Transparency News, 10/8/20


 October 8, 2020
follow us on TwitterFacebook & Instagram

state & local news stories
Top Republican lawmakers in the General Assembly are threatening legal action against the Virginia Office of the State Inspector General. They’re demanding to see unredacted copies of recent reports that showed problems with the Virginia Parole Board. Virginia’s inspector general, Michael Westfall, looked into seven complaints against the board. He sent top lawmakers in the House of Delegates and Senate a letter on Tuesday outlining his findings. Westfall said the board failed it’s legal duty to contact victims before deciding to release seven prisoners and failed to contact prosecutors in a timely manner in five of the cases. On Tuesday, top Republicans in the General Assembly issued a statement demanding that Westfall release his full, unredacted reports. They cited a state law requiring that lawmakers be informed of the inspector general’s findings. 

Five members of the Prince William Board of County Supervisors did not break Virginia’s Freedom of Information Act by attending a meeting called by the police department in the wake of a May 30 protest against police brutality in Manassas, a retired Fairfax County judge ruled Wednesday. The meeting at issue was a gathering of about 60 community members, faith leaders and elected officials – including the five supervisors as well as Del. Lee Carter, D-50th,  who was involved in the May 30 protest and was among demonstrators who were hit by police tear gas late that night. The lawsuit alleged public business was discussed at the meeting because the police department officials gave their account of the police response to the protest, which began peacefully and then turned violent. Smith said he “disagree[d]” with the plaintiff’s characterization of the meeting and its intent. “Here you had a meeting, called by the police department, to gather community input and get feedback. That’s what the evidence has established,” Smith said.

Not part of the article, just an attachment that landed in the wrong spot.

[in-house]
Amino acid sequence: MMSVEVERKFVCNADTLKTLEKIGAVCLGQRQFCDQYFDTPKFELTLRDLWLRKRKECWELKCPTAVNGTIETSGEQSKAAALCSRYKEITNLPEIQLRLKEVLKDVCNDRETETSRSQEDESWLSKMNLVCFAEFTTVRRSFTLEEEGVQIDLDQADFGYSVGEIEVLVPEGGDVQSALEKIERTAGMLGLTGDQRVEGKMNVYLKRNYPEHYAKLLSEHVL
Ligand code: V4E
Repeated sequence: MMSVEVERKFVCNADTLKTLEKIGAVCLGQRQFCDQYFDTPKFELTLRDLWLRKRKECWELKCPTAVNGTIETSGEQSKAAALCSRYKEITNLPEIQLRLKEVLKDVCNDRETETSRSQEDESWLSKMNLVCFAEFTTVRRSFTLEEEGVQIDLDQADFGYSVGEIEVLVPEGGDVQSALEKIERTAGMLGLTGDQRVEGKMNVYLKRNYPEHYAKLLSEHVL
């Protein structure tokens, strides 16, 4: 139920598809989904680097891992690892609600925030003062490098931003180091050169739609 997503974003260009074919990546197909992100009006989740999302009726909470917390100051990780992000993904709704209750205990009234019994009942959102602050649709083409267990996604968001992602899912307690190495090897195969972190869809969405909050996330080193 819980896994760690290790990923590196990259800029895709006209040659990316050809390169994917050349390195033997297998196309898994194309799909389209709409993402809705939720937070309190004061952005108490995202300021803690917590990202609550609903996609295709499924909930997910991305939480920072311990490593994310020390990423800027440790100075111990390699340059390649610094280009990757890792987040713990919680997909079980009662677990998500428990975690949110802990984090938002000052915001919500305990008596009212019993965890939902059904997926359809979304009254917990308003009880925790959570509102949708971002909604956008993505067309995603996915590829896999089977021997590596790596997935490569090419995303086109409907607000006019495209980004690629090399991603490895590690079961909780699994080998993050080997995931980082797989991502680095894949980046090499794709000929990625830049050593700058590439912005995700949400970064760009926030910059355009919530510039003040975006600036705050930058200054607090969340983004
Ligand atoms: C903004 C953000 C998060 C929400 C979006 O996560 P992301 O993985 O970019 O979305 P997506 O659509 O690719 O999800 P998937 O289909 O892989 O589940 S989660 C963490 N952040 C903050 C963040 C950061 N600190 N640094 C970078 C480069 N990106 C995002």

Prince William Times